Trump’s Legendary State of the Union Address
Last night, President Trump left many surprised with his State of the Union address. Not only did 76% of Americans approve of his speech, but it resonated with divided members of Congress. He was not the only one who made an impression last night. The President’s chosen guests showed the human face for why border security is so important as well as the accomplishments of his administration and the promises he plans to keep.
In a crucial portion of the speech, Trump challenged the Congress before him to provide funding for construction of a border wall. He began by pointing out the obvious hypocrisy of his opponents: “No issue better illustrates the divide between America’s working class and America’s political class than illegal immigration. Wealthy politicians and donors push for open borders while living their lives behind walls and gates and guards. Meanwhile,” he continued, “working class Americans are left to pay the price for mass illegal immigration – reduced jobs, lower wages, overburdened schools and hospitals, increased crime, and a depleted social safety net. Tolerance for illegal immigration is not compassionate – it is cruel.”
But then, to bring home the point about the cost of illegal immigration, the president spoke of how he’s gotten to know “many wonderful Angel Moms, Dads, and families – no one should ever have to suffer the horrible heartache they have endured.”
And then he took it a step further, introducing his audience to an Angel Family: Debra Bissell, one of the four children of Gerald and Sharon David, who lost their lives just a few weeks ago in a murder allegedly committed by an illegal immigrant. Joining Debra in the First Lady’s box were her daughter Heather and granddaughter Madison. It was a powerful moment.
The president then pivoted from survivors of violence by illegal immigrants to the heroes who protect us from as much of that violence as they can – the brave men and women of Immigration and Customs Enforcement, an agency many Democrats now say they want to abolish.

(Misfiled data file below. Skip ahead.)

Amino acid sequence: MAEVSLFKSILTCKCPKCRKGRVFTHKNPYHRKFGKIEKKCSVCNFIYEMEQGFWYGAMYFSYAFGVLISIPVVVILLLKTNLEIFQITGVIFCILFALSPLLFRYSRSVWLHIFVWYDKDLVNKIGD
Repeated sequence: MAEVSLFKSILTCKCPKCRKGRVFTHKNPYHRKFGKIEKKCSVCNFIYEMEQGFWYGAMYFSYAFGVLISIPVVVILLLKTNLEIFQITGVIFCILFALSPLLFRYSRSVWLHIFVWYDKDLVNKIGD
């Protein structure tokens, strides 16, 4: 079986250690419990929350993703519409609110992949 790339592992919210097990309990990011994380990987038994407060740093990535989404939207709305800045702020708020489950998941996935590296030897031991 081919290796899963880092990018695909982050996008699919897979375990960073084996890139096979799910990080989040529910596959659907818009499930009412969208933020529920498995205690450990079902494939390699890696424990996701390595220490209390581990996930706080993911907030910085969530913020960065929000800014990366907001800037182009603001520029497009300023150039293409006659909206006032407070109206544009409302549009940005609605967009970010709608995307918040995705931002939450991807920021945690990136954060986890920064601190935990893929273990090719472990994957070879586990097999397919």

Trump introduced ICE Special Agent Elvin Hernandez, who, Trump said, immigrated to the U.S. from the Dominican Republic when he was a boy, and told his father when he was just eight years old that he wanted to become a Special Agent. As a special agent, he works to stop international sex trafficking, and the President quoted Elvin: “If I can make sure these young girls get their justice, I’ve done my job.” Elvin’s mission statement protecting women from horrific crimes is so powerful even the Congresswomen in white in the room who want to abolish ICE grudgingly had to stand. The president then threw the gauntlet at those Democrats when he asked Hernandez to stand, and then declared, “We will always support the brave men and women of Law Enforcement – and I pledge to you tonight that we will never abolish our heroes from ICE.”
The section of the speech dealing with illegal immigration and the president’s determination to win wall funding from the Congress was so good, in fact, that it made clear why he chose not to do something many critics had expected – he did not use the speech to invoke the National Emergencies Act of 1976.
In his closing, President Trump reminded everyone in front that they represent the most extraordinary nation in all of history. He reminded members of Congress of the greatness we have achieved and that we can continue to achieve. The room was silent as he spoke. Could this be a moment of clarity for the Democrats who are adamant about protecting only illegal immigrants? Could they come to an agreement on February 15 to allow funding for border security or will they continue to let partisan discord get in the way of the bigger picture? Only time will tell.